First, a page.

The definition of cooperative housing is well known by real estate agents because they are often involved in the selling process, in most cases. Cooperative housing is a form of homeownership that is widespread in big cities like New York, Washington, as well as in other major metropolis. A co-op is usually an apartment in a building owned by a company. When someone purchases a unit, instead of owning equity in a particular building, he/she will own only shares of the company that owns that building. In simple words, you purchase stock, not real estate.
So, in comparison with condos, co-ops are not such a good investment, unless one plans to live there long-term. In fact, this is a great benefit - you get to know your neighbors, who are also more likely to live there for the rest of their lives. Cooperative housing tends to be cheaper, too, but the purchase process is quite complicated. Before you are approved for a loan, you have to meet with the co-op board. Due to real estate disclosure rules, a real estate agent is not allowed to tell you if you qualify or not and boards can reject your application without stating a reason. Usually, a down payment is required, but not many lenders offer loans for co-ops. Consequently, it is not possible to buy a co-op with a VHA loan, line of credit or home equity loan. Closing costs are also higher than for condos.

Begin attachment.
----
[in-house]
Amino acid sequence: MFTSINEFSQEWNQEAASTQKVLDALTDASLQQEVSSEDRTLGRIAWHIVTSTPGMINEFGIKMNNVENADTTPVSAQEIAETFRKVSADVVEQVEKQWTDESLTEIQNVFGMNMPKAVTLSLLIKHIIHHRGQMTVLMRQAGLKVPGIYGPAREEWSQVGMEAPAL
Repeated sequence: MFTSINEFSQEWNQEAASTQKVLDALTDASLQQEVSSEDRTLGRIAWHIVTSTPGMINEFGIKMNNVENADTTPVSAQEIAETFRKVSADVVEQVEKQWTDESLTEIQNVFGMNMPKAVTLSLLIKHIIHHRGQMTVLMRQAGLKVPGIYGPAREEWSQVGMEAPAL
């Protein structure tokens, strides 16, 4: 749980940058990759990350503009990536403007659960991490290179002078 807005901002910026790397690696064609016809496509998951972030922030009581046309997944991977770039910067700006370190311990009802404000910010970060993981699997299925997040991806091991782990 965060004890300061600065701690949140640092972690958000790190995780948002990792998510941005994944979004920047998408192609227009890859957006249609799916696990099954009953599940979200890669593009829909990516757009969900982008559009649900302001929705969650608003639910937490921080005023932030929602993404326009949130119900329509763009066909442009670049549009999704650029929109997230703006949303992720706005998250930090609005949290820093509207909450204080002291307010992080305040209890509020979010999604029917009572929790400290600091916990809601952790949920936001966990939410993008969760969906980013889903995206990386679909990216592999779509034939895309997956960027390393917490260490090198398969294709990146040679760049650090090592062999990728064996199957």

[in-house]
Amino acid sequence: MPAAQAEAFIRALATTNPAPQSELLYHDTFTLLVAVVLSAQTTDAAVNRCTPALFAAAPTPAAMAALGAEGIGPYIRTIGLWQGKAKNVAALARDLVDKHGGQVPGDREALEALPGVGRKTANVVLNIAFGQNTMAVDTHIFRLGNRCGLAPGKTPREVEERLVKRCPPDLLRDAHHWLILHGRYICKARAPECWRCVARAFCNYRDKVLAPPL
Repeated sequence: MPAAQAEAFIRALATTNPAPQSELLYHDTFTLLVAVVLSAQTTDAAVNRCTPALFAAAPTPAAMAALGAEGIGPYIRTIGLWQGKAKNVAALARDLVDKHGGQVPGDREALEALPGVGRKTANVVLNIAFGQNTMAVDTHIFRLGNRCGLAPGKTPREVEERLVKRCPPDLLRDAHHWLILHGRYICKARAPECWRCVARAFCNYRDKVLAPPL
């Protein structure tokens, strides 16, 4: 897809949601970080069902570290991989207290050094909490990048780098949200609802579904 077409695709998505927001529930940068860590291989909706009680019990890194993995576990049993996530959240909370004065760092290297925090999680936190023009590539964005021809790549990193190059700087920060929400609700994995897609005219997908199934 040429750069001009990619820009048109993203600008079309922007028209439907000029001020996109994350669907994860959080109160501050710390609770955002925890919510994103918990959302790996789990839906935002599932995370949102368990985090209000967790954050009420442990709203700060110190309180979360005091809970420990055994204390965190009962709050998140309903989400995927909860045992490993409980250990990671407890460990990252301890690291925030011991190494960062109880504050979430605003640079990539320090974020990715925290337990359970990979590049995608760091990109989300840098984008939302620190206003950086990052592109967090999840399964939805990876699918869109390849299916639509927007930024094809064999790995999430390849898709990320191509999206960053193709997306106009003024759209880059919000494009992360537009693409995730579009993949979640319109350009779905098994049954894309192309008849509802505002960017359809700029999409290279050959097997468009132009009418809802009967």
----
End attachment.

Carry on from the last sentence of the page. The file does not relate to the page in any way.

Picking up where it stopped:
Some people prefer co-ops for their low maintenance requirements, however, the maintenance fees could be quite high, especially for the upscale units. In some cases, though, the maintenance fees include all utilities as well as the property tax, which tends to be lower for this kind of real estate. Another benefit is that the maintenance fees cover also any repairments inside the apartment that a condo owner would have had to hire other contractors.
Since most co-ops are located in great areas, it is easy to let yourself become carried away by the view or by all the facilities provided. However, you must do an X-ray to the whole building to find out whether it is healthy or not - think like a home inspector. Check the debt-to-income ratio or whether there are any capital assessments scheduled in the near future. To get a better picture of your neighbors, you may also want to find how many of them are late on their maintenance fees. Take a look at the latest financial statements as well, and find the investor ratio (how many co-ops are rented). Since most co-ops have a ton of restrictions, if you plan to rent that apartment, make sure you are allowed to. Also, when reselling the unit, there could be an income threshold for the new buyers, who will also have to be approved by the members of the board.